Two villages: Triavna and Koprivshtitsa

After a visit to the remains of Tsarevets fortress I caught a train to Triavna. I was expectant to meet who promised to be the grumpiest hotel manager in the world. The hostel lady who acted as intermediary on the phone had in fact ended the call with a perplexed expression. She reported the man was not at all keen to take me as a guest because he speaks no English. I could understand his hesitation on that account, but when he threatened that if I turned up later than 7 pm it would not be worth going at all, I wondered whether I had made a good choice.

When I rang the bell a shirtless man opened the door. His hairy chest and bulging belly were not the nicest of sights as a welcome, and I thought this unconventional appearance was in line with his manners on the phone. However, the half naked man turned out to be only another guest, and a helpful one too. He went up to call his girlfriend who had some English and got in touch with the ratty owner. This said he would be back after 6 pm, so my encounter with him was put off till later.

Meanwhile I visited the marvellous accomplishments of the wood carvers in the historical houses of the village, as well as the old street and the square. When I got home in the evening, I found my man tinkering in the backyard. As soon as he saw me, he started talking in Bulgarian as if in order to make up for his inability to speak English he assumed me to be an expert in his language. He did not have any change to my 50 leva banknote, so I said I would go out for dinner and come back with small money.

I do not know if this is what he understood, but at least it was what I tried to get through to him resorting to desperate gestures and exaggerated facial expressions.  Probably the ideas were clear only to because when I got back the house was abandoned. It was only populated by harmless winged insects from the countryside that had got even between the immaculate sheets.

The next day I wanted to reach Koprivshtitsa by train, but I got a bad surprise when I was informed the journey would take four hours and a half. I made a bid for the bus in case it was quicker, but the ticket seller dampened my hopes with a disconsolate “No, no, no!”. I don’t know what was the implication of so much despair, but it convinced me to amble back to the train station and buy the ticket. I think I glimpsed a wicked expression of vengeance on the employee’s face.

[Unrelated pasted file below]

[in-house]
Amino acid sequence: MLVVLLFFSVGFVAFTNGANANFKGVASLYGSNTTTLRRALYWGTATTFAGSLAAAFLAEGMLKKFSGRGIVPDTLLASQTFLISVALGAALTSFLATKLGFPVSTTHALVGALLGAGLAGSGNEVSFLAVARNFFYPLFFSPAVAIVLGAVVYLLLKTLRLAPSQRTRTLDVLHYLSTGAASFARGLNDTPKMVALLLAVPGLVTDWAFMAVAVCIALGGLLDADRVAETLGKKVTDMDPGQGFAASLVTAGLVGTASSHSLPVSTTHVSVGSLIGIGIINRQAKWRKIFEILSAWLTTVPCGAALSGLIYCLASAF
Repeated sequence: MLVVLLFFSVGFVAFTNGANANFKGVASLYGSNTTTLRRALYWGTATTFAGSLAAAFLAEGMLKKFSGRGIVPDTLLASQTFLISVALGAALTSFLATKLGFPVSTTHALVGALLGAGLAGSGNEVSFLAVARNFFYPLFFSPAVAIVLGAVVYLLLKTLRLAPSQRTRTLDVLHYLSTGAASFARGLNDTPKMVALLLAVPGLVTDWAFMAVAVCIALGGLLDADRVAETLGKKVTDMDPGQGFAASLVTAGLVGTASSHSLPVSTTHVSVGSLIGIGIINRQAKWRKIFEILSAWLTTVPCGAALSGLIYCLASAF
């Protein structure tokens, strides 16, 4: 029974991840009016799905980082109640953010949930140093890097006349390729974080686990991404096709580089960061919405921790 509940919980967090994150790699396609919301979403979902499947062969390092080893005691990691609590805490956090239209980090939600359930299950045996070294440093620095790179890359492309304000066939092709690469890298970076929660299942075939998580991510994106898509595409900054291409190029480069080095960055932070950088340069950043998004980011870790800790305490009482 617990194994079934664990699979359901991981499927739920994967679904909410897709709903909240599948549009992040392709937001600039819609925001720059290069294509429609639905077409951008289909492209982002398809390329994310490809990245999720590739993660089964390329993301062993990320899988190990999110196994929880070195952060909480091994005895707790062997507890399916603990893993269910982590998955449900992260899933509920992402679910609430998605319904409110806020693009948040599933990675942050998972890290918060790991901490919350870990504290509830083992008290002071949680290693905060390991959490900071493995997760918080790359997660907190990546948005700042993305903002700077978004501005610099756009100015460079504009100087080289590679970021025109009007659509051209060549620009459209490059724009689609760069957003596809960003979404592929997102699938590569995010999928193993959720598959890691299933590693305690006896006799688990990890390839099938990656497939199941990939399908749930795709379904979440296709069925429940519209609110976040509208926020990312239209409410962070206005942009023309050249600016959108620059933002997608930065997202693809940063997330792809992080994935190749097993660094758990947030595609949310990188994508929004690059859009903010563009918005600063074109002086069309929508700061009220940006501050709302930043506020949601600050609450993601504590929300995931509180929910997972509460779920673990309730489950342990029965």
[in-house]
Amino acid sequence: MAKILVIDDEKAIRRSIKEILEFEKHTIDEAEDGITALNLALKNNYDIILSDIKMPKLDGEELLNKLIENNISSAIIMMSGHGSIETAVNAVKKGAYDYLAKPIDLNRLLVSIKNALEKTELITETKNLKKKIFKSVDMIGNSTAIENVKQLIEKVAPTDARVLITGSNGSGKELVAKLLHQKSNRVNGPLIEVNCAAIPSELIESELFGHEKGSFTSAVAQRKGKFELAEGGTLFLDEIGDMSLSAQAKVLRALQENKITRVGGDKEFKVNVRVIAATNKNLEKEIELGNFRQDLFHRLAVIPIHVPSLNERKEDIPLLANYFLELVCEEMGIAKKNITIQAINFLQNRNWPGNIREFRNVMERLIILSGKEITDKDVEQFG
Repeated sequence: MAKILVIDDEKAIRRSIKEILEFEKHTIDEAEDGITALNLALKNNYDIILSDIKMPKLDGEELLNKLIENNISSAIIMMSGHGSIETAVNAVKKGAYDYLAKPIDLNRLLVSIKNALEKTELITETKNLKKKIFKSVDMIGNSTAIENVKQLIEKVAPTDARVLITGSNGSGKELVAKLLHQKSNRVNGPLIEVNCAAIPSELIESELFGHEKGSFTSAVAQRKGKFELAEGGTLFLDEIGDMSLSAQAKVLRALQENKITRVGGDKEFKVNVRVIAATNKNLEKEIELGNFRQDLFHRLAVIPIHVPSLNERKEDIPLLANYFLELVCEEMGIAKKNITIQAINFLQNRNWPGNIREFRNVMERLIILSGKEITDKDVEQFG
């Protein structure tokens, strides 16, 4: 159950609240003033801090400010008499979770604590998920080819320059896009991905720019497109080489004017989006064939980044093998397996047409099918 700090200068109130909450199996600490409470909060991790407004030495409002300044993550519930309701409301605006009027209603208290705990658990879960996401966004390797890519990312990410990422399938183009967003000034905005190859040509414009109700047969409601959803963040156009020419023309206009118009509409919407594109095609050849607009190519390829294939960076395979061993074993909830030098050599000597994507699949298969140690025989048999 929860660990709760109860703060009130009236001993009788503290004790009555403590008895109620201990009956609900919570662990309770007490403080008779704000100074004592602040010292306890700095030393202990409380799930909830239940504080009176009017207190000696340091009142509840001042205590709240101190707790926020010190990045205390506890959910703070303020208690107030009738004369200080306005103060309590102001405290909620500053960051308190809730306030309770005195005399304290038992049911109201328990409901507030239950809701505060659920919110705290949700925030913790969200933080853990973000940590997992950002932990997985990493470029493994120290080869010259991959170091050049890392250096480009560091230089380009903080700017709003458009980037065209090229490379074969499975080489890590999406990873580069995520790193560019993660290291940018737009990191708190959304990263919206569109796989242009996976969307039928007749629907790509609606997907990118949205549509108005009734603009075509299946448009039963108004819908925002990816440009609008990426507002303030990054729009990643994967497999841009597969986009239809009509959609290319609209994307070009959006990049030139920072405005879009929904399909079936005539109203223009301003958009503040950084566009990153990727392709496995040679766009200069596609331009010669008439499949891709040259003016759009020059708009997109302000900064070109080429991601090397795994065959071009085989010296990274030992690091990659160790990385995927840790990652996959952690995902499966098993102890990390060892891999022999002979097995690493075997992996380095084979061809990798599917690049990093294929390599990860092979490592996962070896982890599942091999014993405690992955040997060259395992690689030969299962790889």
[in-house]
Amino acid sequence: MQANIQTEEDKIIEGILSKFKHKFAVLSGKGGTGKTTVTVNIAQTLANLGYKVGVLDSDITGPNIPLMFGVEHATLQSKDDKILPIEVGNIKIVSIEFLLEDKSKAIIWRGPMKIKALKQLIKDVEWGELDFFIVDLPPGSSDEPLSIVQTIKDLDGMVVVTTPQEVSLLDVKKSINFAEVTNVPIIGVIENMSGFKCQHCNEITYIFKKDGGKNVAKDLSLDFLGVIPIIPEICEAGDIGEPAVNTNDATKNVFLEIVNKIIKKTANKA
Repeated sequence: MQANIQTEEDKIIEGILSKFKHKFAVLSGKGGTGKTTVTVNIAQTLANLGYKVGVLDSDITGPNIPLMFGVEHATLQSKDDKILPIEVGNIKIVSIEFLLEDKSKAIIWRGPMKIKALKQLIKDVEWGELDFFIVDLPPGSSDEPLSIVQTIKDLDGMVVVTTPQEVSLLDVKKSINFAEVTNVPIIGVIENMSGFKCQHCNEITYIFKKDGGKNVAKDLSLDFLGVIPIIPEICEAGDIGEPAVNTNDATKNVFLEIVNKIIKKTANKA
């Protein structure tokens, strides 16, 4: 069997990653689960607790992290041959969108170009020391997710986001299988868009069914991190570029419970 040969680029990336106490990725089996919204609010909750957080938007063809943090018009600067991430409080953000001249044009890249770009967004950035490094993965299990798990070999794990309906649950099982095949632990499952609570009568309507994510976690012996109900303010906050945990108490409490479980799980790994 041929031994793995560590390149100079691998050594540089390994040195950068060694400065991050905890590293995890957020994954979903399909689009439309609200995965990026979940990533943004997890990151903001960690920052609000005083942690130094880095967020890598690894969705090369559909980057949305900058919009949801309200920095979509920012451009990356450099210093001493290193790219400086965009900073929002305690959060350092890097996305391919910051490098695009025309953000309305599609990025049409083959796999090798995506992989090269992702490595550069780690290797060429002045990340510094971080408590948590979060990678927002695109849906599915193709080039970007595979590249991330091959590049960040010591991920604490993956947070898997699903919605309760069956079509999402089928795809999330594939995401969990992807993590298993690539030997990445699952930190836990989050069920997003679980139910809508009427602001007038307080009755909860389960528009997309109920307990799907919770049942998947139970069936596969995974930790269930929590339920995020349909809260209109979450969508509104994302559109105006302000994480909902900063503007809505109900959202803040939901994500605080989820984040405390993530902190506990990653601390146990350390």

I sat in the only empty compartment and read my book until a big woman in uniform flung the door open and yelled that I was occupying her private space. To prove my wrongdoing, she got hold of the official train timetable that was lying on a seat and waved it before my eyes. I was once again expected to be conversant with the Cyrillic script and know the Bulgarian language to have deciphered the title of the book. And above all I was supposed to know that a ticket collector is entitled to a whole 6 seat compartment, even when the train is full.

Rude as she was, at least she took good care of her passengers. She pointed out that I would have to change trains in Karlovo and near the station I was alerted to get off. In the next train I found another dependable collector who said I had to change in another place. After three trains and a shuttle bus ride I eventually reached Koprivshtitsa.

This is a mountainous area. As a rule, owing to a low population density the Bulgarian landscape is wooded and green. The land has not been eaten up yet by an uncontrolled building development although the town outskirts are already a sad testimony to the fact that the process of urban sprawl is well under way. And of course, the Black sea coast is another exception.

Koprivshtitsa is all in a flutter. Visitors are teeming on the street market and the main square is getting ready for a historical re-enactment. In the evening everybody gathers around the monument where they celebrate some anniversary and I join in. I still don’t understand the language, but at least the events explain themselves and all ends in nice fireworks.